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When Would A Court Order Supervised Visitation In Florida?


The relationship between a parent and a child matters. In Florida, it is presumed to be inherently in the best interests of children to have a positive, ongoing relationship with both of their parents. Of course, there are certain circumstances in which one party may have a history of issues that calls their parental ability into question. A court may order supervised visitation to protect the health, safety, and well-being of the child. Here, our Orlando child custody attorney highlights the key things to know about court-ordered visitation in Florida.

Background: Visitation is “Time-Sharing” in Florida 

In Florida, the term “visitation” is technically no longer used in an official legal context. Instead, state courts use the term “time-sharing.” That being said, the overall concept is relatively similar. A time-sharing schedule between divorced or separated parents will often detail the frequency, duration, and conditions (supervision) under which each parent spends time with the child(ren).

The Best Interests of the Child Matters 

Under Florida law (Florida Statutes § 61.13), the best interests of the child is the primary factor that determines custody and visitation. A court that is developing a child time-sharing arrangement in Florida must use the child’s best interests as the core guiding principle. If a court decides that supervised visitation (supervised time-sharing) is best for the child’s health, safety, well-being, and social development, that can be awarded.

Supervised Time-Sharing: Defined 

Supervised time-sharing refers to a court-ordered arrangement in which the non-custodial parent’s visitation with their child is monitored by an appointed supervisor. It is a measure taken to ensure the child’s safety and to facilitate the parent-child relationship in a controlled setting.

Note: The person who is supervising parenting time could be an independent professional, a state agency, or a mutually-agreeable adult, potentially a grandparent or other family member.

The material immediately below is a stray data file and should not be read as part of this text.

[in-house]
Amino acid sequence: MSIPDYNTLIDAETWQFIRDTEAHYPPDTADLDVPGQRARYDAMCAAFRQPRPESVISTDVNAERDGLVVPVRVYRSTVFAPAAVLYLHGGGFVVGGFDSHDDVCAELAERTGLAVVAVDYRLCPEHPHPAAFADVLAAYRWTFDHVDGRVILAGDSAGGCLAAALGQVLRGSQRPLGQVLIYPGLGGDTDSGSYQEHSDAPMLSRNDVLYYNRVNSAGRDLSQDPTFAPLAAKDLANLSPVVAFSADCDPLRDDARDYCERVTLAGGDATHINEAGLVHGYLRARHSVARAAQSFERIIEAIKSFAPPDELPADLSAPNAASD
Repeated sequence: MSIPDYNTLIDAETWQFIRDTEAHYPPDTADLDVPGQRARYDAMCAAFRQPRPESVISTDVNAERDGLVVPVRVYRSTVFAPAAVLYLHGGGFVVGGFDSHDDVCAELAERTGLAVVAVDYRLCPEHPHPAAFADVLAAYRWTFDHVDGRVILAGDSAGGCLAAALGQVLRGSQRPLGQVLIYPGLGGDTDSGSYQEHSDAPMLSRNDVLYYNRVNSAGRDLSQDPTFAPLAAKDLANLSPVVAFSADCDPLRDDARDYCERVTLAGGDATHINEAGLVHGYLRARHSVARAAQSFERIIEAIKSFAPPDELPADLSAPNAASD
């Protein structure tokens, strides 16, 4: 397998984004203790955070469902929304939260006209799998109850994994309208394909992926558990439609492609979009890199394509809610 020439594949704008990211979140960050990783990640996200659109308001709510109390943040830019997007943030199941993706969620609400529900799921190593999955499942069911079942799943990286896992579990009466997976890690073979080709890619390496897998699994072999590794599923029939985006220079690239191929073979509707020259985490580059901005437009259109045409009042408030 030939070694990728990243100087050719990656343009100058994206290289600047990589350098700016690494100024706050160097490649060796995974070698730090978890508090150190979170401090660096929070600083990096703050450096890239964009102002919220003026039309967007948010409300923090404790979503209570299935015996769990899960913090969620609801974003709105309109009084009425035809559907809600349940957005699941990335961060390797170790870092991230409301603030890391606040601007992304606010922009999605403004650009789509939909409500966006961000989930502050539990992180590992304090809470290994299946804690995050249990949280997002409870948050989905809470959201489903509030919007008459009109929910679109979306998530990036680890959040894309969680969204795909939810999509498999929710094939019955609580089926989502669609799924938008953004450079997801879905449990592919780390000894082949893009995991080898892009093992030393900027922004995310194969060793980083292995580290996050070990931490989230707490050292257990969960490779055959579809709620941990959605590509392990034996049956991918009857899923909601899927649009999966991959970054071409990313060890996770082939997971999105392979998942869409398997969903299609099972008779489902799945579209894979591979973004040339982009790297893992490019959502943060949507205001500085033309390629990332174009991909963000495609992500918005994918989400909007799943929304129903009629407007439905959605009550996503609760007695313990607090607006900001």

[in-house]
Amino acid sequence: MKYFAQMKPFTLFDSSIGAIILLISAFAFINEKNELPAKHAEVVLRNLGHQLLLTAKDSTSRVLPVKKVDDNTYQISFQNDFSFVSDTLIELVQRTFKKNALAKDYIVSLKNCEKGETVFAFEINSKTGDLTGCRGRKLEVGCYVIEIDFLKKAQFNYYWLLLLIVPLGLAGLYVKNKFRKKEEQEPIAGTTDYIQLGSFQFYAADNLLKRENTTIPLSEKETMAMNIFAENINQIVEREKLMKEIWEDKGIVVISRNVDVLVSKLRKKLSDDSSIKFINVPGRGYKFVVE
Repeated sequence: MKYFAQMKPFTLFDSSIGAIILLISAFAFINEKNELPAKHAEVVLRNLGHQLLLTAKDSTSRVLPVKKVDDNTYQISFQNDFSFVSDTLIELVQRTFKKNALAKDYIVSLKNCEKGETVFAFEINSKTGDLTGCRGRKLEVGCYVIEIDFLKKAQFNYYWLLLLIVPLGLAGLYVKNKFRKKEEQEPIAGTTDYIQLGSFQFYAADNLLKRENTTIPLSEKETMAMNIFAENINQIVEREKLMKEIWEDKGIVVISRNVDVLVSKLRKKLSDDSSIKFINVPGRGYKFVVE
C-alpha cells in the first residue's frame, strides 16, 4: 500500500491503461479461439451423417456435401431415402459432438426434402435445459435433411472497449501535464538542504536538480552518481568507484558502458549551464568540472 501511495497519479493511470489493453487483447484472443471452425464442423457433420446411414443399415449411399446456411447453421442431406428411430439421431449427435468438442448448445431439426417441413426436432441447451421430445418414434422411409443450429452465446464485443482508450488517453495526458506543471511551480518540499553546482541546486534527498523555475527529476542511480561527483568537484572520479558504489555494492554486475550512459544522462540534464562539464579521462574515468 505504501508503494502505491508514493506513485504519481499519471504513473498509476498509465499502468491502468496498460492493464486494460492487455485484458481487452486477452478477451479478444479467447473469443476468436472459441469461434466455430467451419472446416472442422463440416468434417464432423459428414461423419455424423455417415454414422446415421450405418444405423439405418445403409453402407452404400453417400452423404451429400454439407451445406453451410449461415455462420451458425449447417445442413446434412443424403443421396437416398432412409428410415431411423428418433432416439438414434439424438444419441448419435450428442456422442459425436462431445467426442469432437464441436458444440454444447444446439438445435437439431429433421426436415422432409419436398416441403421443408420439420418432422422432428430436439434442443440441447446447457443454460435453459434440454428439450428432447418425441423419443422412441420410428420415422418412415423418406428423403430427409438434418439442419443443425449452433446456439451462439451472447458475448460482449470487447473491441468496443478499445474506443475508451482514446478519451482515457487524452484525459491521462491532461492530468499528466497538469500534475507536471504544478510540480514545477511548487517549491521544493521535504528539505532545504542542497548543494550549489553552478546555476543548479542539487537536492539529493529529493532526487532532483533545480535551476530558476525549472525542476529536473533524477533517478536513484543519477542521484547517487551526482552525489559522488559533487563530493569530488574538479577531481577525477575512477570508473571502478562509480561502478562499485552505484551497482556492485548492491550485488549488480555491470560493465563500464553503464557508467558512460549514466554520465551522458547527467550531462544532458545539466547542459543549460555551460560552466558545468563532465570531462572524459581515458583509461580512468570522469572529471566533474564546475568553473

Why a Court Could Require Supervised Child Time-Sharing in Orlando, FL 

Why would a court require supervised time-sharing in Orlando? As noted previously, it would be mandated if deemed to be in the best interests of the child(ren). Here are some specific situations that could warrant supervised visitation:

  • Abuse: If there is a history or credible threat of physical, sexual, or emotional abuse, a court is likely to impose some form of supervised visitation.
  • Neglect: Parental neglect is a serious issue. It can warrant supervised visitation to protect the well-being of the child.
  • Substance Use: If a parent has issues with substance abuse—alcohol, drugs, etc—that could endanger the child’s safety, supervision may be required
  • Mental Health: Finally, certain mental health concerns that might impact the parent’s ability to safely care for the child can also necessitate supervised time-sharing 

Consult With Our Orlando Child Custody Lawyer for Immediate Help

At Greater Orlando Family Law, our Orlando child custody attorneys are passionate advocates for parents. If you have any questions about supervised visitation, we are here as a legal resource. Contact us right away to set up your confidential consultation. From our Winter Park office, we represent parents in custody and visitation cases in Orlando and all across Central Florida.



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